Image_1_Lesion Genotype Modifies High-Fat Diet Effects on Endometriosis Development in Mice.JPEG (146.8 kB)
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Image_1_Lesion Genotype Modifies High-Fat Diet Effects on Endometriosis Development in Mice.JPEG

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posted on 12.10.2021, 14:24 authored by Melissa E. Heard-Lipsmeyer, Iad Alhallak, Frank A. Simmen, Stepan B. Melnyk, Rosalia C. M. Simmen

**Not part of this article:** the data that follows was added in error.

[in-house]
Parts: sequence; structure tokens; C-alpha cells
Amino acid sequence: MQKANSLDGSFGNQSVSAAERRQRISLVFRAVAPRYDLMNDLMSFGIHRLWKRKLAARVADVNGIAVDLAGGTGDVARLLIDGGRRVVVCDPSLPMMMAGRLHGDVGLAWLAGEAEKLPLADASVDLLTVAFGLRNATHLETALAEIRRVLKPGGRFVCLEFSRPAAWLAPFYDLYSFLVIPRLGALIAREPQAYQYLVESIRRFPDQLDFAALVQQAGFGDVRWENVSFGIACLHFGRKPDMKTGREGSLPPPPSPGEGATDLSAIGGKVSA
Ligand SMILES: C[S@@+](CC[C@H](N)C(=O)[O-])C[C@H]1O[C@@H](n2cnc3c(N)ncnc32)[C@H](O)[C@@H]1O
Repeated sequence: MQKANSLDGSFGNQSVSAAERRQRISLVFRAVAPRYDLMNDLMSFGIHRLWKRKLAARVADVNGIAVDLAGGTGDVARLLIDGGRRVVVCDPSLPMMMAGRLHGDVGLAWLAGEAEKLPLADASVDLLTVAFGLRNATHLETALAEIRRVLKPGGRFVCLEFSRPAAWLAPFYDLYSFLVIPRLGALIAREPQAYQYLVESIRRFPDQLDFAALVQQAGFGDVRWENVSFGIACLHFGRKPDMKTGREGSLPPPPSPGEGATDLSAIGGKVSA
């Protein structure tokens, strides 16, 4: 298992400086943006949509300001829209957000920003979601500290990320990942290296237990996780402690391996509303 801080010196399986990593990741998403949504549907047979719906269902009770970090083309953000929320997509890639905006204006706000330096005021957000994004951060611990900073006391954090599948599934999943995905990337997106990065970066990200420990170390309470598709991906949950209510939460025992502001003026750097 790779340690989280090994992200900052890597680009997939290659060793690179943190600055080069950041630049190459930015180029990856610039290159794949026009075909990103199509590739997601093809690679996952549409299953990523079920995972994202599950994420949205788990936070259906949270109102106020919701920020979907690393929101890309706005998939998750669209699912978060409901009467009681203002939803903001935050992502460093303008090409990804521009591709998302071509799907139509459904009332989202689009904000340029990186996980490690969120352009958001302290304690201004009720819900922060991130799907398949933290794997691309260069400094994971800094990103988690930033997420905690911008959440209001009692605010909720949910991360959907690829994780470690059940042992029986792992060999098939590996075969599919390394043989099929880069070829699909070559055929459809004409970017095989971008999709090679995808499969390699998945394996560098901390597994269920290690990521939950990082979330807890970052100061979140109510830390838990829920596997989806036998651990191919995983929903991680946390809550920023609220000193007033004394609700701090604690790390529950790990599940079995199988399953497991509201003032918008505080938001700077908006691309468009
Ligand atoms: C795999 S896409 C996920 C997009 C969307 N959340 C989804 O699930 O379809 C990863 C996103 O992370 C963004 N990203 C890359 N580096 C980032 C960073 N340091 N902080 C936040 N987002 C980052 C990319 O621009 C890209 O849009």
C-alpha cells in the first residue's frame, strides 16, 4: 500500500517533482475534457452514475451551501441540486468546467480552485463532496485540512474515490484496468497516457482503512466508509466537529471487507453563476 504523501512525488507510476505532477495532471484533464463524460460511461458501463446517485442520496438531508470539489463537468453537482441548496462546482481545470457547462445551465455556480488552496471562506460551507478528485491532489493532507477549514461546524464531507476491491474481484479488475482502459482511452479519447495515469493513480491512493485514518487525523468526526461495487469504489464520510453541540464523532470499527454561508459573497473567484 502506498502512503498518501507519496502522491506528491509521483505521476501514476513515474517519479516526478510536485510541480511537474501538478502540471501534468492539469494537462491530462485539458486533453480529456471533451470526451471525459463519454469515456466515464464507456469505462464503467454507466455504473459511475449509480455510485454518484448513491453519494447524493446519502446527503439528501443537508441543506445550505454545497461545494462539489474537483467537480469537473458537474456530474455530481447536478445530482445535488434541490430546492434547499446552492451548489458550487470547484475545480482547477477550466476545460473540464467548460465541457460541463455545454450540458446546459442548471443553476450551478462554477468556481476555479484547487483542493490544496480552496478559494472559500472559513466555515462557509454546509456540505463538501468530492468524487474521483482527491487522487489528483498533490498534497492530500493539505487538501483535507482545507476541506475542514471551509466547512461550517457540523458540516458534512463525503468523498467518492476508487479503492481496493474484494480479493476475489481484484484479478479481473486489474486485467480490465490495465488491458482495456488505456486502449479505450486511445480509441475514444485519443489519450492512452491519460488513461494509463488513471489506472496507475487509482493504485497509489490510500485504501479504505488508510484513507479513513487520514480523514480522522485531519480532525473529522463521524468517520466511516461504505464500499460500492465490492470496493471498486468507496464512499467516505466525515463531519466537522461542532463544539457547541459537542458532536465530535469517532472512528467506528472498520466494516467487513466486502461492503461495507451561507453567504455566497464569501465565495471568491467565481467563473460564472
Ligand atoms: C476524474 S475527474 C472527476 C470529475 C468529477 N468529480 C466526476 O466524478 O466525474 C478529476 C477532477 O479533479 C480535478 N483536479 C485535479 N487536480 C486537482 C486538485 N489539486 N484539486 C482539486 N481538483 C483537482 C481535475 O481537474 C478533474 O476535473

Endometriosis is a chronic, estrogen-dependent gynecologic disorder that affects reproductive-aged women and to a lesser extent, post-menopausal women on hormone therapy. The condition is associated with systemic and local immune dysfunctions. While its underlying mechanisms remain poorly understood, endometriosis has a genetic component and propensity for the disease is subject to environmental, nutritional, and lifestyle influences. Previously, we showed that high-fat diet (HFD) increased ectopic lesion numbers, concurrent with systemic and peritoneal changes in inflammatory and oxidative stress status, in immunocompetent recipient mice ip administered with endometrial fragments null for Krüppel-like factor 9 gene. Herein, we determined whether HFD modifies lesion parameters, when recipient peritoneal environment is challenged with ectopic wild-type (WT) endometrial fragments, the latter simulating retrograde menstruation common in women during the menstrual period. WT endometrium-recipient mice fed HFD (45% kcal from fat) showed reduced lesion incidence, numbers, and volumes, in the absence of changes in systemic ovarian steroid hormone and insulin levels, relative to those fed the control diet (CD, 17% kcal from fat). Lesions from HFD- and CD-fed recipients demonstrated comparable gene expression for steroid hormone receptors (Esr and Pgr) and cytokines (Il-6, Il-8, and CxCL4) and similar levels of DNA oxidative biomarkers. HFD moderately altered serum (3-nitrotyrosine and methionine/homocysteine) and peritoneal (reduced glutathione/oxidized glutathione) pro-oxidative status but had no effect on peritoneal inflammatory (tumor necrosis factor α and tumor necrosis factor receptor 1) mediators. Results indicate that lesion genotype modifies dietary effects on disease establishment and/or progression and if translated, could be important for provision of nutritional guidelines to women with predisposition to, or affected by endometriosis.

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